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Samuelson, MIT, and the history of postwar economics

Grant number: 16/25651-2
Support Opportunities:Research Grants - Visiting Researcher Grant - International
Duration: August 20, 2017 - September 03, 2017
Field of knowledge:Applied Social Sciences - Economics
Principal Investigator:Pedro Garcia Duarte
Grantee:Pedro Garcia Duarte
Visiting researcher: Yann Giraud
Visiting researcher institution: Université de Cergy-Pontoise, France
Host Institution: Faculdade de Economia, Administração e Contabilidade (FEA). Universidade de São Paulo (USP). São Paulo , SP, Brazil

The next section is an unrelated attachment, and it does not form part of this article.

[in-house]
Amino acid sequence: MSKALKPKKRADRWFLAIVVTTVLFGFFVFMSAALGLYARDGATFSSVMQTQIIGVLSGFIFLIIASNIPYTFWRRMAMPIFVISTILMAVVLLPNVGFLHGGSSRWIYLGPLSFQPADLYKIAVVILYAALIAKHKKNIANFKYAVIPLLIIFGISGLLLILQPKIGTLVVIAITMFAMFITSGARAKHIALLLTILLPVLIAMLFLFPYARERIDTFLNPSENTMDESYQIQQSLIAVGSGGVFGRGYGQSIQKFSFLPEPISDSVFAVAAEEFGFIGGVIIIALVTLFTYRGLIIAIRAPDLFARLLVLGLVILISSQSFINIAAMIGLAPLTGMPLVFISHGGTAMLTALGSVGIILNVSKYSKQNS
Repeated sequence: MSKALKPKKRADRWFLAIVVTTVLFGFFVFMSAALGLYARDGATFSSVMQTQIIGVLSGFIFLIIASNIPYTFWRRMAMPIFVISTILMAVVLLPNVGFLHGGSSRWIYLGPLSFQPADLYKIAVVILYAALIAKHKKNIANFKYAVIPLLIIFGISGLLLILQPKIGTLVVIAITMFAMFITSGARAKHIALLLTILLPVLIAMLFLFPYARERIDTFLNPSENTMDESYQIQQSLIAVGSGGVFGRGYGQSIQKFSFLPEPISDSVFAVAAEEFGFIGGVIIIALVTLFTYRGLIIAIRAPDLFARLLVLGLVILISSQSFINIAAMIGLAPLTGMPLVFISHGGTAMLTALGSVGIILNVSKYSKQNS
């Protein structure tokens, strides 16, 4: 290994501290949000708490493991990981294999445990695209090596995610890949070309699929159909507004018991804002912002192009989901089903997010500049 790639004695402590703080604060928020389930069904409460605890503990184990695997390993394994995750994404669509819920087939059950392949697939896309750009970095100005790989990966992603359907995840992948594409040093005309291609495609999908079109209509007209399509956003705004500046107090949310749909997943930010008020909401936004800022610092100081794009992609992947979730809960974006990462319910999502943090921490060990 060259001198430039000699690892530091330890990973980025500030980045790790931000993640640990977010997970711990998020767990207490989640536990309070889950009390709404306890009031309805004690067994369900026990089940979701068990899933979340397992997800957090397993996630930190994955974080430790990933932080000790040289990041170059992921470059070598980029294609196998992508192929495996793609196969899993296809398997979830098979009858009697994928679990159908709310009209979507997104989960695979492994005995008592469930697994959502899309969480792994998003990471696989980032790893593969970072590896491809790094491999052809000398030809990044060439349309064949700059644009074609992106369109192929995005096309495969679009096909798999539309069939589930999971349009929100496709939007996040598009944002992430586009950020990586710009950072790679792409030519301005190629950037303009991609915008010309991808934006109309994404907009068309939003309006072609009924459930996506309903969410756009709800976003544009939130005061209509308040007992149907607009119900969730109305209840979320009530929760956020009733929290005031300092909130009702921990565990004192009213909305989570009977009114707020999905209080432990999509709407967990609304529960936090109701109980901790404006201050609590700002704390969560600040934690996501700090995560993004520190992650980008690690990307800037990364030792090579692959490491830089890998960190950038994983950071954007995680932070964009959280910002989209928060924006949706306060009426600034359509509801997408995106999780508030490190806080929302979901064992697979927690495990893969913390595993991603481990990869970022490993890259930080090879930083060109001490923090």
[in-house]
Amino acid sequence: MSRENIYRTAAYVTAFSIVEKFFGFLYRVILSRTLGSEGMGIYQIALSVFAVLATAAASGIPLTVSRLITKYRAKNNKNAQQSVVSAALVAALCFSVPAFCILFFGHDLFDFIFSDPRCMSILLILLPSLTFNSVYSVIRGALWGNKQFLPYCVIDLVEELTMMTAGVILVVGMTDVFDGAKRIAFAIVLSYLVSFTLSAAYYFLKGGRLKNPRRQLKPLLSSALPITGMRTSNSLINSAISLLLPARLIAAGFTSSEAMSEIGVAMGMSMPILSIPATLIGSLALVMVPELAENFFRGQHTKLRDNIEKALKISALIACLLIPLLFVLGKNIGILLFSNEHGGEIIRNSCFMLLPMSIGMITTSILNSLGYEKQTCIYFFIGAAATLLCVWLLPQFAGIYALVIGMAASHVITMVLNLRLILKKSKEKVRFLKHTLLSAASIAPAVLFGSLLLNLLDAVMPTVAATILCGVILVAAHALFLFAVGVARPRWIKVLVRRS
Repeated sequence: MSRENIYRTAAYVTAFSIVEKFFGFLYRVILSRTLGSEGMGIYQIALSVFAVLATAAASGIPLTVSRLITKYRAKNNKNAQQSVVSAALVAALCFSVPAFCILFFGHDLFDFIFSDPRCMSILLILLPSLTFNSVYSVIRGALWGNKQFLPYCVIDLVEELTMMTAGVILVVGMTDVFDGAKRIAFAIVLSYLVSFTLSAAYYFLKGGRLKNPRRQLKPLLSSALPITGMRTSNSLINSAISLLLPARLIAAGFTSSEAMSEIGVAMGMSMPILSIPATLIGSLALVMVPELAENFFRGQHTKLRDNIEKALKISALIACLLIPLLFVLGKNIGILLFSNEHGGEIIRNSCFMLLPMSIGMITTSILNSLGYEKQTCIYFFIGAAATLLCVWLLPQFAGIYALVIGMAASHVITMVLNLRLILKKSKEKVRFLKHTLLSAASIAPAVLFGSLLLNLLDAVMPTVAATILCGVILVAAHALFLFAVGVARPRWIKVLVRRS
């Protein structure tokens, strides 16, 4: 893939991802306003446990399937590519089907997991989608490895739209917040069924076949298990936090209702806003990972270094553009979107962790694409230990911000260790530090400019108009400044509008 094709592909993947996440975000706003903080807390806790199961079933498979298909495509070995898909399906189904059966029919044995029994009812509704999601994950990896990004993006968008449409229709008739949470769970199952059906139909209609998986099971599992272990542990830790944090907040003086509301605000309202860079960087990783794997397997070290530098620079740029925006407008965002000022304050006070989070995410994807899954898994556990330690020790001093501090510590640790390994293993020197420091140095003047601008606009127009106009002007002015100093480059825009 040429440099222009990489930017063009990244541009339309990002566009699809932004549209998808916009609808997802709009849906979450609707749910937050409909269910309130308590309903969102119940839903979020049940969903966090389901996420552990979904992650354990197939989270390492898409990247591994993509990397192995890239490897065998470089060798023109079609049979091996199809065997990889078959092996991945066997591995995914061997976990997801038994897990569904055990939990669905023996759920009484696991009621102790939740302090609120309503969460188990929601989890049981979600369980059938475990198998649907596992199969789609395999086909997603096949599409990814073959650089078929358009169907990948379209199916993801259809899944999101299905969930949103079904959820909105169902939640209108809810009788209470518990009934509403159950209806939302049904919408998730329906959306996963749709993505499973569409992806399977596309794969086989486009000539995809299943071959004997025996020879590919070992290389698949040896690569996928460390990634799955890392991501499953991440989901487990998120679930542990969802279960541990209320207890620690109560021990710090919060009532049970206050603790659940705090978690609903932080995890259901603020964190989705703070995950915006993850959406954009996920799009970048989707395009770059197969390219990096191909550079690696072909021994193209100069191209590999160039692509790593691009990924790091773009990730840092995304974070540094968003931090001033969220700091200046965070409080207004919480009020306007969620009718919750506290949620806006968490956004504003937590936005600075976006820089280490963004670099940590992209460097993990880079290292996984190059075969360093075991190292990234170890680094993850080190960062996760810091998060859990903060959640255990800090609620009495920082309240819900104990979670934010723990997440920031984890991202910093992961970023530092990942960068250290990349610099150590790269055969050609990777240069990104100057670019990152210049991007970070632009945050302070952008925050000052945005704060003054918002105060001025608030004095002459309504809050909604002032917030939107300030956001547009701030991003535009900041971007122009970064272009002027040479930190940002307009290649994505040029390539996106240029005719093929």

World War II was the key development in the history of economics of the 20th century. It was a scientific war that secured the United States as an academic and geopolitical power, receiving a host of European scholars fleeing from authoritarian regimes, and it brought economists in contact to applied mathematicians and statisticians in war projects, with operations research becoming the typical locus for this exchange of expertise. The challenge historians of economics thus face is to provide a rich context in which to place the scientific developments, which include, among many others, how mathematical tools crossed disciplinary boundaries of mathematics and engineering and came into economics; how economics changed in face of the massive expansion of the universities in the US immediately after the Second World War and established itself as one of the dominant discourses in contemporary society; how economic policymaking increasingly became a tool-oriented and technical enterprise, with economists trying to avoid as much as possible value judgments in their advices; the establishment of macroeconomics as a genuine separate area of economics; etc. Within the above mentioned general transformations of economics in the postwar period, the role of the MIT Economics Department is particularly interesting. Although it has not been investigated as much as its counterpart, the Chicago School of Economics, the economics department at MIT is undoubtedly one of the most important places in the making of modern economics. Once a minor social science department located in an engineering school, it quickly became, after the arrival of Paul Samuelson, a very attractive institution for economists. And being MIT an Engineering and Technology Institute is special. Here economics was initially brought to it as a way of teaching humanities to engineering students, and the department was the home for other social sciences before they were institutionalized in their own departments. In this department, Paul Samuelson and a few others were the major advisers in the 1940s, with Charles Kindleberger, Morris Adelman, Robert Solow, Robert Bishop, and E. Cary Brown arriving in the subsequent decade and advising a substantial fraction of the PhD students of the Industrial Economics graduate program. So MIT was part and parcel of the movement to turn economics a technical and mathematical science, and the engineering nexus is most interesting, but not fully explored by historians of economics. Professors Giraud and Duarte are working on a research project analyzing how the relationship between economics and engineering evolved in the last century, particular after World War II. As part of this, they are organizing the 2019 HOPE Conference, which is the basis for the annual supplement of HOPE to be published in 2020. Besides developing and extending this common research project during his visit to FEA-USP, Professor Giraud will offer a mini-course for graduate students on the history of recent economics through the issues of visualization and teaching of economics. He will also interact closely with the group of professors in the history of economics and help to strengthen the international ties of our department. (AU)

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